An occupational therapist helps people do the things we take for granted. A person defines their own “occupations” as activities that are meaningful to them. Occupations don’t have to be related to one’s career at all (for that reason, the word “occupational” can be misleading). For a child, their occupation is playing and developing. For an adult, it may be anything from painting to playing with grandchildren to learning to code.
Imagine a client has a finger tendon injury. They’re experiencing extreme pain and difficulty buttoning their shirt, brushing their teeth and making coffee, meaning they now take twice as long to get ready in the morning. Sound like a lot of hassle before 9 a.m.? It is! But it doesn’t have to be.
Occupational therapists are trained to look at not just what a client is doing, but how they are doing it. An OT steps back and thinks, how can they do that differently so they can function? In other words, how can they make a cup of coffee without so much pain and time? You can recommend rest (maybe a splint, which an OT can make!), then strengthening, and finally practice using the finger.
Often, an OT teaches someone to be functional in the meantime – while they wait to heal. This part especially calls for creativity and resourcefulness. If the finger is unable to bend, you’ll have to teach them new ways to button. They might need adaptive equipment, like a tool to help them button that doesn’t require complete bending of the finger (which exists!). You, as an OT, are qualified to make that recommendation.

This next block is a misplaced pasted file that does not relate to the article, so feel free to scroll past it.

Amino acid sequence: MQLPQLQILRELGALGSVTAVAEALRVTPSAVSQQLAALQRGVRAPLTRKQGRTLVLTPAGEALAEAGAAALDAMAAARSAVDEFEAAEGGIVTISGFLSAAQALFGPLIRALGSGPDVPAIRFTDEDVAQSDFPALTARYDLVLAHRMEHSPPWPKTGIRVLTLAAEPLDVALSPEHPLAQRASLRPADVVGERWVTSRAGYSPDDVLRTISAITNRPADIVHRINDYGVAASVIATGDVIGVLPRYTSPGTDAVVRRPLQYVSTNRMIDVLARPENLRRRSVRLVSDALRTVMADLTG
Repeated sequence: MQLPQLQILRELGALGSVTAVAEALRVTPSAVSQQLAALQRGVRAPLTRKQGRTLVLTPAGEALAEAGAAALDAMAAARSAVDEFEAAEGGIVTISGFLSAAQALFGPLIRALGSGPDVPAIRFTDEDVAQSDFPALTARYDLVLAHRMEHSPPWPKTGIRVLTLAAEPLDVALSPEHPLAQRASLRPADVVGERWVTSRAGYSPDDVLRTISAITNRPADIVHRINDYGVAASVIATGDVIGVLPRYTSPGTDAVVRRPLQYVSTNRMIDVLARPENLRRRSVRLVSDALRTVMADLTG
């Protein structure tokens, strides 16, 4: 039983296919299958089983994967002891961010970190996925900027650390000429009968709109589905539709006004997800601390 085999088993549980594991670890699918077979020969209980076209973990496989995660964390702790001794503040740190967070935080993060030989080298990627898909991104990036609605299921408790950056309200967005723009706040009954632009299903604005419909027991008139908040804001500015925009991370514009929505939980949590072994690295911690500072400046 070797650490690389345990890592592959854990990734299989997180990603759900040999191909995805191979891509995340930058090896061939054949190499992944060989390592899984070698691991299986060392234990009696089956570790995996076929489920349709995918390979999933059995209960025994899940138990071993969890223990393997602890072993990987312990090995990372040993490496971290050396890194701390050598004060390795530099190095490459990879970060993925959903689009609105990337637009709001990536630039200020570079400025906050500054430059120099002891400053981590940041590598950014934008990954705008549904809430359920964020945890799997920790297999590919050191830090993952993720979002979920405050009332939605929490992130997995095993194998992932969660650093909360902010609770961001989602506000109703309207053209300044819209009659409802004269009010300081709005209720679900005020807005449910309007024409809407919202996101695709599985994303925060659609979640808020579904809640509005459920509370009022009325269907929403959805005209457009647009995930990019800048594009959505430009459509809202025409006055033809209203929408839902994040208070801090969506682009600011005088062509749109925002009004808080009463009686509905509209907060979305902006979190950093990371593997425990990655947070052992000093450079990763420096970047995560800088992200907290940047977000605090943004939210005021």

But even the idea of buttoning is a limited view of the role of an occupational therapist. Many people mistakenly believe OTs are limited to work on physical tasks. OTs are trained to work with people with impaired cognition, difficulty socializing and elevated stress, for example. So it’s well within their scope of practice to address skills like attention, memory and sequence, organization, social reciprocity, self-regulation, and self-awareness.
In addition to clinical settings, occupational therapists may consult with others to promote optimal functioning and independence. Urban planners, architects and engineers can consult with an OT who has knowledge of accessibility barriers and universal design (i.e., space designed to accommodate all users, with and without disabilities). An OT can consult on materials used in a playground park. For example, wood chips might be softer for children who fall. Pavement, while harder, accommodates children using wheelchairs or crutches for easier navigation.
For the record, an occupational therapist actually can “help people get jobs”. This might be appropriate if the client is in an adult day care center or vocational rehab setting. But the role of an occupational therapist expands far beyond employment assistance. An OT addresses psychological, physical and cognitive issues to help someone resume a more self-sufficient life.
About the Author
Laina Karosic, OTR/L, graduated from Penn State University with a B.S. in Rehabilitation and Human Services. She then completed her Master’s Degree in Occupational Therapy at Ithaca College. She has worked with children and adults in clinics, homes, schools and community-based settings. Laina presented at American Occupational Therapy Association (AOTA’s) national conference in 2014 discussing the role of Occupational Therapy in Sustainability. The emerging practice area of ergonomics is a particular niche of hers, and she is continuing competency and certifications within this area.